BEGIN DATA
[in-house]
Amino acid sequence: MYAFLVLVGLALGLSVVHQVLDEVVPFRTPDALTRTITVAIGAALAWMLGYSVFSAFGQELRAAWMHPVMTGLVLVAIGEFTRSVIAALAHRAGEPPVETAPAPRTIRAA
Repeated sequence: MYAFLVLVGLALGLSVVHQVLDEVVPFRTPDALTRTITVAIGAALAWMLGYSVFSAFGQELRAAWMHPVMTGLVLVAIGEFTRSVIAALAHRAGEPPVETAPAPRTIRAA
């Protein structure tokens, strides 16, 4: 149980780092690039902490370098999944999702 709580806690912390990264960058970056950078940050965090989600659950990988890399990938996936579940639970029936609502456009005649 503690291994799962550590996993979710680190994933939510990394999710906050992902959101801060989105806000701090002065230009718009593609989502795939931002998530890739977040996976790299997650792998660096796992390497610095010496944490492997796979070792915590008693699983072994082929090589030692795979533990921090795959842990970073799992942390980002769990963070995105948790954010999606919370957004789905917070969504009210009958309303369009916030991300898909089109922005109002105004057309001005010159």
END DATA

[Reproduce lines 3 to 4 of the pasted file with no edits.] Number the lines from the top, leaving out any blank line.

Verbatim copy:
Repeated sequence: MYAFLVLVGLALGLSVVHQVLDEVVPFRTPDALTRTITVAIGAALAWMLGYSVFSAFGQELRAAWMHPVMTGLVLVAIGEFTRSVIAALAHRAGEPPVETAPAPRTIRAA
């Protein structure tokens, strides 16, 4: 149980780092690039902490370098999944999702 709580806690912390990264960058970056950078940050965090989600659950990988890399990938996936579940639970029936609502456009005649 503690291994799962550590996993979710680190994933939510990394999710906050992902959101801060989105806000701090002065230009718009593609989502795939931002998530890739977040996976790299997650792998660096796992390497610095010496944490492997796979070792915590008693699983072994082929090589030692795979533990921090795959842990970073799992942390980002769990963070995105948790954010999606919370957004789905917070969504009210009958309303369009916030991300898909089109922005109002105004057309001005010159």